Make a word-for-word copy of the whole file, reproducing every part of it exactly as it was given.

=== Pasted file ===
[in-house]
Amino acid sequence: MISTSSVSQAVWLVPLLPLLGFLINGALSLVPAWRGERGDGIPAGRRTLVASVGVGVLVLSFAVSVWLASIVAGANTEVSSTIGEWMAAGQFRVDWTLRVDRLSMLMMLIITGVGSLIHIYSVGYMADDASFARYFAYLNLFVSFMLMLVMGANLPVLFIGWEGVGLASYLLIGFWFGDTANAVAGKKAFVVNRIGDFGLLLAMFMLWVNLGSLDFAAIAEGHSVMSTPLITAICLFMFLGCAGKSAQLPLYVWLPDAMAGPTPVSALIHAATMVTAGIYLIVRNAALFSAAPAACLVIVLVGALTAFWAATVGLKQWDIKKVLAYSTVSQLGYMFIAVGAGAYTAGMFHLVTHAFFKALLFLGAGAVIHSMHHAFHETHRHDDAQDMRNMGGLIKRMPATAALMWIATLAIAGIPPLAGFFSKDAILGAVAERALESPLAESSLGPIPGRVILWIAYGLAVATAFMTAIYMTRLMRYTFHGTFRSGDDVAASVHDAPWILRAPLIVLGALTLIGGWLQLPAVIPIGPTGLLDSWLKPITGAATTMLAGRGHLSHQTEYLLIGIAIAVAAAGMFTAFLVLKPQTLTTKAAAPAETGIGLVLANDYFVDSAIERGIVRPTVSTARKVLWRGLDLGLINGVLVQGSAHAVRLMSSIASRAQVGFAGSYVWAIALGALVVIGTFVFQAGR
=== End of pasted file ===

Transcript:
[in-house]
Amino acid sequence: MISTSSVSQAVWLVPLLPLLGFLINGALSLVPAWRGERGDGIPAGRRTLVASVGVGVLVLSFAVSVWLASIVAGANTEVSSTIGEWMAAGQFRVDWTLRVDRLSMLMMLIITGVGSLIHIYSVGYMADDASFARYFAYLNLFVSFMLMLVMGANLPVLFIGWEGVGLASYLLIGFWFGDTANAVAGKKAFVVNRIGDFGLLLAMFMLWVNLGSLDFAAIAEGHSVMSTPLITAICLFMFLGCAGKSAQLPLYVWLPDAMAGPTPVSALIHAATMVTAGIYLIVRNAALFSAAPAACLVIVLVGALTAFWAATVGLKQWDIKKVLAYSTVSQLGYMFIAVGAGAYTAGMFHLVTHAFFKALLFLGAGAVIHSMHHAFHETHRHDDAQDMRNMGGLIKRMPATAALMWIATLAIAGIPPLAGFFSKDAILGAVAERALESPLAESSLGPIPGRVILWIAYGLAVATAFMTAIYMTRLMRYTFHGTFRSGDDVAASVHDAPWILRAPLIVLGALTLIGGWLQLPAVIPIGPTGLLDSWLKPITGAATTMLAGRGHLSHQTEYLLIGIAIAVAAAGMFTAFLVLKPQTLTTKAAAPAETGIGLVLANDYFVDSAIERGIVRPTVSTARKVLWRGLDLGLINGVLVQGSAHAVRLMSSIASRAQVGFAGSYVWAIALGALVVIGTFVFQAGR